Are there any 7mm Weatherby fans out there? I can't remember ever having seen a new 7mm Weatherby rifle in any configuration on any dealer's shelf, and I have seen 2 new .240 Weatherby Magnums in the past, one in a Deluxe model. What does this say? This is a difficult cartridge for me to write about because I've never been a fan of the 7mm in any configuration. In fact, I'm not a fan of any metrically designated cartridge, but that's just my own biased and really means nothing. Where does this cartridge fit? That's where I struggle. The 7mm Weatherby is tightly shoe-horned between the .270 Weatherby and the venerable .300 Weatherby. It's too tight of a squeeze for me. I guess if a hunter wanted to forgo the .270 and .300 Weatherby, the 7mm Weatherby starts to make a bit more sense, especially when combined in a 2 rifle battery with something like a .340 Weatherby Magnum. In spite of these comments, for some reason, my interest in the 7mm Weatherby is increasing, lately. The .284 caliber is extremely popular and, in the heavier bullets of 160 grains up, the sectional density is outstanding.
The 7mm Weatherby was among the first of Roy Weatherby's original cartridges and joins the .257 and .270 Weatherby in that regard. It was born in 1944 and was based on the shortened and blown-out .300 H&H case. Even though this was the first commercial 7mm magnum on the market, the gunwriters completely ignored it's existence and screamed and hollered for a 7mm Magnum. Remington met that need in 1962 but, with the Weatherby version already established, there was no need for the 7mm Remington. There was another 7mm Magnum that came right after the Weatherby, and that was the 7x61 Sharp & Hart. This cartridge received far less play in the market than even the Weatherby. So, where does the 7mm Weatherby truly fit in usefullness where it sits tightly between the .270 and .300 Weatherby? If you look at the ballistics charts, there is very little discernable difference between the .270 and 7mm Magnums. If I were to own the 7mm Weatherby, I'd settle on the 160 grain Accubond. The Accubonds are tremendously effective and extremely accurate in my rifles. The 7mm Magnums really come into their own with the heavier bullets of 160 grains and up but, the problem with that is, you're right into the .300 Weatherby's territory. Now, if recoil were an issue and you wanted performance as close to the .300 Weatherby as possible, then the 7mm Weatherby makes sense. Is that where it fits? If so, can't the .270 Weatherby fill all those needs just as well? A couple big benefits to this cartridge for me would be that it comes chambered in the best bolt action rifle made in the World, comes with a 26" barrel, Weatherby factory loads are the best available factory loads without exception, and there is an amazing selection of 7mm bullets out there to choose from.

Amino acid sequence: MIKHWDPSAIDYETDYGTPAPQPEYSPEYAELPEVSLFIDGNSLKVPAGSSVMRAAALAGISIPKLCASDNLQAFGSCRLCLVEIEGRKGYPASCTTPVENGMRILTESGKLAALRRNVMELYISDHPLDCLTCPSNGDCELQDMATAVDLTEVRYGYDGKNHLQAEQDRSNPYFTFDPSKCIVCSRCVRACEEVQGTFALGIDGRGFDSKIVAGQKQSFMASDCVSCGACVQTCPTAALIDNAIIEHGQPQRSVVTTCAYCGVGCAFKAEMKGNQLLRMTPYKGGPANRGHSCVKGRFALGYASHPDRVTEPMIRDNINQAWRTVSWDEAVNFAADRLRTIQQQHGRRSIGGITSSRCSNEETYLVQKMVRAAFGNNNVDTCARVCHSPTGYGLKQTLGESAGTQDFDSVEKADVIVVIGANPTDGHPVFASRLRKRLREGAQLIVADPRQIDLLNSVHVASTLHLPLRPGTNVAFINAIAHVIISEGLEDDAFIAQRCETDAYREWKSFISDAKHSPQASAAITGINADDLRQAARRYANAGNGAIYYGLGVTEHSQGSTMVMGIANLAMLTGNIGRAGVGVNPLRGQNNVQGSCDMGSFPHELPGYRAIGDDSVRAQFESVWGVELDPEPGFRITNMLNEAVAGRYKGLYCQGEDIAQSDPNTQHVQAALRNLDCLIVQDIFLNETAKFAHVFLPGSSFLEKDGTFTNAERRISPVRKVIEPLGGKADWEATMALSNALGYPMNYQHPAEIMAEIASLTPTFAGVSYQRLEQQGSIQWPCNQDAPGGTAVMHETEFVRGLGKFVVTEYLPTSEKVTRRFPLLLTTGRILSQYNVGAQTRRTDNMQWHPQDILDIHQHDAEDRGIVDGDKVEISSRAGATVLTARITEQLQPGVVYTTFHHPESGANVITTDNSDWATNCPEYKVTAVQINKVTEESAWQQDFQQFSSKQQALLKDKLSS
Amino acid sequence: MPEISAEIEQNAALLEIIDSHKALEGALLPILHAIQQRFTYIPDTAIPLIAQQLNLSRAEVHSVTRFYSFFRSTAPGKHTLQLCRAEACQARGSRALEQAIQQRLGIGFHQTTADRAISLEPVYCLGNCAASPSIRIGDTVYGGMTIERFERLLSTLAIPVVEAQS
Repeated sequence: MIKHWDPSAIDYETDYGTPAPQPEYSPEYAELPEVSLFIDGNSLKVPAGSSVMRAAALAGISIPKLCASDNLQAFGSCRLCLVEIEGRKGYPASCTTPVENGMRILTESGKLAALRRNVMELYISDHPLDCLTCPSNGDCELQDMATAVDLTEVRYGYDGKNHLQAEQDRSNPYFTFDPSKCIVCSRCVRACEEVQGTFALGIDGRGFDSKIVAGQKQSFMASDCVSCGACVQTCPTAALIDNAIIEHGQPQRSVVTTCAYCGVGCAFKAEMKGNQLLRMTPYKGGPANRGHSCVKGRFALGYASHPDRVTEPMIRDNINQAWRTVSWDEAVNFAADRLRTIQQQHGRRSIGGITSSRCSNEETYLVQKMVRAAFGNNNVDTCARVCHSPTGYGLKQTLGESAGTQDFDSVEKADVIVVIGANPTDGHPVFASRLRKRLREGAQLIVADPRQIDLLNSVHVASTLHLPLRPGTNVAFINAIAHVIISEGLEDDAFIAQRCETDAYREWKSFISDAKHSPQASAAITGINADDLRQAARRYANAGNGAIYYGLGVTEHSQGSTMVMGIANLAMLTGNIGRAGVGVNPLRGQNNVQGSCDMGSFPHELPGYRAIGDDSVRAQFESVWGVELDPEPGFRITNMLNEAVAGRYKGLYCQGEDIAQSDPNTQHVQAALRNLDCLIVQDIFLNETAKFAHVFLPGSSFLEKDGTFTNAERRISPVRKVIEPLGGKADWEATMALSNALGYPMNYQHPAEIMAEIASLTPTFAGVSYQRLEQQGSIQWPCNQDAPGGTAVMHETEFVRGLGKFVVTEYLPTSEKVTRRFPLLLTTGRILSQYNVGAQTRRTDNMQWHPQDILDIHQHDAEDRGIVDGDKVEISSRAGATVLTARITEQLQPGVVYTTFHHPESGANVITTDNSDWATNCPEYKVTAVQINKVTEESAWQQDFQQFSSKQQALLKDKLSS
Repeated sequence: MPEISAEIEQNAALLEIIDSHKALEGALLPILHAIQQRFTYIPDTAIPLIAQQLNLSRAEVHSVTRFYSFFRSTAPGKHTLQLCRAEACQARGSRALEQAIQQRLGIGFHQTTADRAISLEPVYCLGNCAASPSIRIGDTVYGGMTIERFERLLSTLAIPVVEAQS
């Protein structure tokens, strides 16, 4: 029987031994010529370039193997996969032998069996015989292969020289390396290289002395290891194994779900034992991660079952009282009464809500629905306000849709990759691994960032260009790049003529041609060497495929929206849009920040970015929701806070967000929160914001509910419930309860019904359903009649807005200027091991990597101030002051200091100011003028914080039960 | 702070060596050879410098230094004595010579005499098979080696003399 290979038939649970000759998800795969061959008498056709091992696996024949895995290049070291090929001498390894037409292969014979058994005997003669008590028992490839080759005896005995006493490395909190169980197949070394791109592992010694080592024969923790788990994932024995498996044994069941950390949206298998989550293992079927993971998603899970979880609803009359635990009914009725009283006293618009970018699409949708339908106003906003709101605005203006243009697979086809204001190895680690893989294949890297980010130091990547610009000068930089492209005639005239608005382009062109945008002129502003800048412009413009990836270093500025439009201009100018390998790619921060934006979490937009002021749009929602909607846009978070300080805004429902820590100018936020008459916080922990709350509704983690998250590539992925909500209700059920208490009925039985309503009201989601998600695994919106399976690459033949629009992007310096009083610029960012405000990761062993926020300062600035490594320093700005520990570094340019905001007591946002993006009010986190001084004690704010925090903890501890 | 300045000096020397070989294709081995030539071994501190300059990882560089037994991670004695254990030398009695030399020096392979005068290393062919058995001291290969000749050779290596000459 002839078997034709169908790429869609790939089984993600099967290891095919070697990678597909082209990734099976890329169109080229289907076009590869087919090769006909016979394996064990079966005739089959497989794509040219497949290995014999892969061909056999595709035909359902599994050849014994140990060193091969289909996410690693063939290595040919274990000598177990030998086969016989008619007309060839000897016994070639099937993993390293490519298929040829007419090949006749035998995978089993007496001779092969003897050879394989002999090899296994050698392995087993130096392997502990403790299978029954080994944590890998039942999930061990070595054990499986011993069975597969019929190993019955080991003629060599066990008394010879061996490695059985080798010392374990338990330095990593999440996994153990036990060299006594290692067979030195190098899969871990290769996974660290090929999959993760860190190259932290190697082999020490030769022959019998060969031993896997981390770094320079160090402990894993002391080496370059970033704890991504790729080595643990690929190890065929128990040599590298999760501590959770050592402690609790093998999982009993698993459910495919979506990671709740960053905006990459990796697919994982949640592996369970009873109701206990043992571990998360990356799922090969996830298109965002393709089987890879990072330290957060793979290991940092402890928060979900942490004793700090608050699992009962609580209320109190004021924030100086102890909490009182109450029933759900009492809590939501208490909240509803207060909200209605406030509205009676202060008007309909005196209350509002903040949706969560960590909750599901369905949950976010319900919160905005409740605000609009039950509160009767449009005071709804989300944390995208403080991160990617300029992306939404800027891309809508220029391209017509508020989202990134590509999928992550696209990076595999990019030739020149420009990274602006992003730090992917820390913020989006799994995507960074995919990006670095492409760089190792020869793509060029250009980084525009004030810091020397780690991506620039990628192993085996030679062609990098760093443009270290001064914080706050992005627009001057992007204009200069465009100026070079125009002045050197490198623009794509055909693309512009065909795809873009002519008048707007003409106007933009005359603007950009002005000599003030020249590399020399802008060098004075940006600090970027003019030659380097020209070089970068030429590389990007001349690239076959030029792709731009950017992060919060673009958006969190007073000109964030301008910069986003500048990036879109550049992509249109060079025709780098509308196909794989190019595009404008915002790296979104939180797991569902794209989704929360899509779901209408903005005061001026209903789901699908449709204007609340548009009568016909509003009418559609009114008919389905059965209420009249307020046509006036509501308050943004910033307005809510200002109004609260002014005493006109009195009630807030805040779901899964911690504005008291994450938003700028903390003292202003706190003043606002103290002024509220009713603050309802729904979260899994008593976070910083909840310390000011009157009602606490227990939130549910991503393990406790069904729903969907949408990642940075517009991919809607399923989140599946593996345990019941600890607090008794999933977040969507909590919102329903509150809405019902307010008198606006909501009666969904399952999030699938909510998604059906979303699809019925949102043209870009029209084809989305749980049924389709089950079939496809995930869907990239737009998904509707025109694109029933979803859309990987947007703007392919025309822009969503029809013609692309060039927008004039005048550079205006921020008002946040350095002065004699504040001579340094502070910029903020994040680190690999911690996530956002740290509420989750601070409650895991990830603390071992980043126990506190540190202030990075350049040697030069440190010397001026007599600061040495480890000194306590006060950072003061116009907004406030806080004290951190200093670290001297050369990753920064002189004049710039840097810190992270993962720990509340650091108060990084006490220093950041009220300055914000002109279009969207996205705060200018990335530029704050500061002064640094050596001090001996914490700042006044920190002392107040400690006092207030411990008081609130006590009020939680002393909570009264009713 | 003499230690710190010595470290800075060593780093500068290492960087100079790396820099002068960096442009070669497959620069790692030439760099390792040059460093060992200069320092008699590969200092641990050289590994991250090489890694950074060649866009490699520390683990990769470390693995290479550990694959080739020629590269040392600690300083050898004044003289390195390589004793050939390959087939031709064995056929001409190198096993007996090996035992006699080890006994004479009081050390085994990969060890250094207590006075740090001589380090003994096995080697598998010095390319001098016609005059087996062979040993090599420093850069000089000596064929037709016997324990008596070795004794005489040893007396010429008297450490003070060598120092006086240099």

It's a shame that the Remington version became the world standard because the Weatherby version is actually a better cartridge and is capable of slightly better performance. Jack O'Connor believed it was the best of all the Weatherby chamberings and it may also be one of the most versatile of the Weatherby cartridges.
So, where does this cartridge fit in? Maybe it doesn't matter. Truth is, the 7mm Weatherby is no more of an in-between child than any cartridge in the Weatherby line-up. A solid case can be made about the .257, .270. and .300 that, they too, are just in-betweeners that can be eliminated in favor of either cartridge sitting on its left or right in the Weatherby line-up. It all depends on your starting point. You like what you like and maybe that's all that matters. You certainly will never go wrong by choosing the 7mm Weatherby.